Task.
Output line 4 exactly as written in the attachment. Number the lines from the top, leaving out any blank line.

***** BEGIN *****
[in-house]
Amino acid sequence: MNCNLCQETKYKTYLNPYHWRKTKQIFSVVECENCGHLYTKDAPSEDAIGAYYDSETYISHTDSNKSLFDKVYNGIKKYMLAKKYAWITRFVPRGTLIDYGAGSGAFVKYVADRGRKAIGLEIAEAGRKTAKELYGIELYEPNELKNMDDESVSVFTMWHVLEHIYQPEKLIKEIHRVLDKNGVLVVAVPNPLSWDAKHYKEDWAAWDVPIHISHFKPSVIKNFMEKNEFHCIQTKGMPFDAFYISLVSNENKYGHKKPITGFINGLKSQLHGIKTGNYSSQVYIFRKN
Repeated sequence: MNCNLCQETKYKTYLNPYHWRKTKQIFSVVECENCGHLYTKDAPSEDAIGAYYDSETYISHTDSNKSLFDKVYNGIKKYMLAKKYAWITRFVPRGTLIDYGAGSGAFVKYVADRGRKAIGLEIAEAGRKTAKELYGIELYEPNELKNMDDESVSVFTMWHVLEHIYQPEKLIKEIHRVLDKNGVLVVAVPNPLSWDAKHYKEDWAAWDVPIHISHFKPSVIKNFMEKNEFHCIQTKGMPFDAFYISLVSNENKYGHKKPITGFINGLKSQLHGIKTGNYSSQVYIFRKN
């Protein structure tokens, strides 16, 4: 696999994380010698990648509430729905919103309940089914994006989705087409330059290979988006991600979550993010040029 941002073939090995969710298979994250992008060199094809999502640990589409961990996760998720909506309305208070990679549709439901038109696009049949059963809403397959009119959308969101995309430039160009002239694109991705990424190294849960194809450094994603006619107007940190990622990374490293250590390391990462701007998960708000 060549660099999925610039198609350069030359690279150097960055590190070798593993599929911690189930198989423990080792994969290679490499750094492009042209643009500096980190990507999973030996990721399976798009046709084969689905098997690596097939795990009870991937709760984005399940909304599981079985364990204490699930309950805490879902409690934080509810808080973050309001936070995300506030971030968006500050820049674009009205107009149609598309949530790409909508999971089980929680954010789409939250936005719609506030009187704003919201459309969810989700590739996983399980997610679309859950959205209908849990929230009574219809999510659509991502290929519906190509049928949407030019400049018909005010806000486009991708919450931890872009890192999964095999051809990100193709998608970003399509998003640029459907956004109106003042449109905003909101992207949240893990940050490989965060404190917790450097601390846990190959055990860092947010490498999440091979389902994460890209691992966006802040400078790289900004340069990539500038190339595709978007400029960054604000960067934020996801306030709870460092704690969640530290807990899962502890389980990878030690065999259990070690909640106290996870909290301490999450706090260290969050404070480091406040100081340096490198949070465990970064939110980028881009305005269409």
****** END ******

């Protein structure tokens, strides 16, 4: 696999994380010698990648509430729905919103309940089914994006989705087409330059290979988006991600979550993010040029 941002073939090995969710298979994250992008060199094809999502640990589409961990996760998720909506309305208070990679549709439901038109696009049949059963809403397959009119959308969101995309430039160009002239694109991705990424190294849960194809450094994603006619107007940190990622990374490293250590390391990462701007998960708000 060549660099999925610039198609350069030359690279150097960055590190070798593993599929911690189930198989423990080792994969290679490499750094492009042209643009500096980190990507999973030996990721399976798009046709084969689905098997690596097939795990009870991937709760984005399940909304599981079985364990204490699930309950805490879902409690934080509810808080973050309001936070995300506030971030968006500050820049674009009205107009149609598309949530790409909508999971089980929680954010789409939250936005719609506030009187704003919201459309969810989700590739996983399980997610679309859950959205209908849990929230009574219809999510659509991502290929519906190509049928949407030019400049018909005010806000486009991708919450931890872009890192999964095999051809990100193709998608970003399509998003640029459907956004109106003042449109905003909101992207949240893990940050490989965060404190917790450097601390846990190959055990860092947010490498999440091979389902994460890209691992966006802040400078790289900004340069990539500038190339595709978007400029960054604000960067934020996801306030709870460092704690969640530290807990899962502890389980990878030690065999259990070690909640106290996870909290301490999450706090260290969050404070480091406040100081340096490198949070465990970064939110980028881009305005269409």